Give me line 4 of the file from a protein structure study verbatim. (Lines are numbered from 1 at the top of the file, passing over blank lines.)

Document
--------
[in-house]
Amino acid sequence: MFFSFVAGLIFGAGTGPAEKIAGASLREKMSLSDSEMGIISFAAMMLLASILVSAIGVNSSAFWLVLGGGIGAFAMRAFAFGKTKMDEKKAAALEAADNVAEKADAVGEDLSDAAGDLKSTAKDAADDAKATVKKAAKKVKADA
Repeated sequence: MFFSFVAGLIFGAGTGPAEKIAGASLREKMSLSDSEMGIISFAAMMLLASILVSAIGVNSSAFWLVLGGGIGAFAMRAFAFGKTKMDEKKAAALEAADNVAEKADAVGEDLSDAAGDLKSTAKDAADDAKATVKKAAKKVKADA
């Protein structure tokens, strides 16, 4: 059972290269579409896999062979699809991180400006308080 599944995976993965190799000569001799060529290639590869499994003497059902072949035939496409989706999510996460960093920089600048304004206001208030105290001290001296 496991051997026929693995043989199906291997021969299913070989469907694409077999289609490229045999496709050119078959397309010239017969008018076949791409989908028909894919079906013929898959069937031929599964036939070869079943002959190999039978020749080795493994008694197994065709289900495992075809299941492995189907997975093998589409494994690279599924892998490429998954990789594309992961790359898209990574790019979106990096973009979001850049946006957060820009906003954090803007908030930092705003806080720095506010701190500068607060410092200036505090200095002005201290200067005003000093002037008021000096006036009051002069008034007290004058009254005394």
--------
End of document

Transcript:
């Protein structure tokens, strides 16, 4: 059972290269579409896999062979699809991180400006308080 599944995976993965190799000569001799060529290639590869499994003497059902072949035939496409989706999510996460960093920089600048304004206001208030105290001290001296 496991051997026929693995043989199906291997021969299913070989469907694409077999289609490229045999496709050119078959397309010239017969008018076949791409989908028909894919079906013929898959069937031929599964036939070869079943002959190999039978020749080795493994008694197994065709289900495992075809299941492995189907997975093998589409494994690279599924892998490429998954990789594309992961790359898209990574790019979106990096973009979001850049946006957060820009906003954090803007908030930092705003806080720095506010701190500068607060410092200036505090200095002005201290200067005003000093002037008021000096006036009051002069008034007290004058009254005394």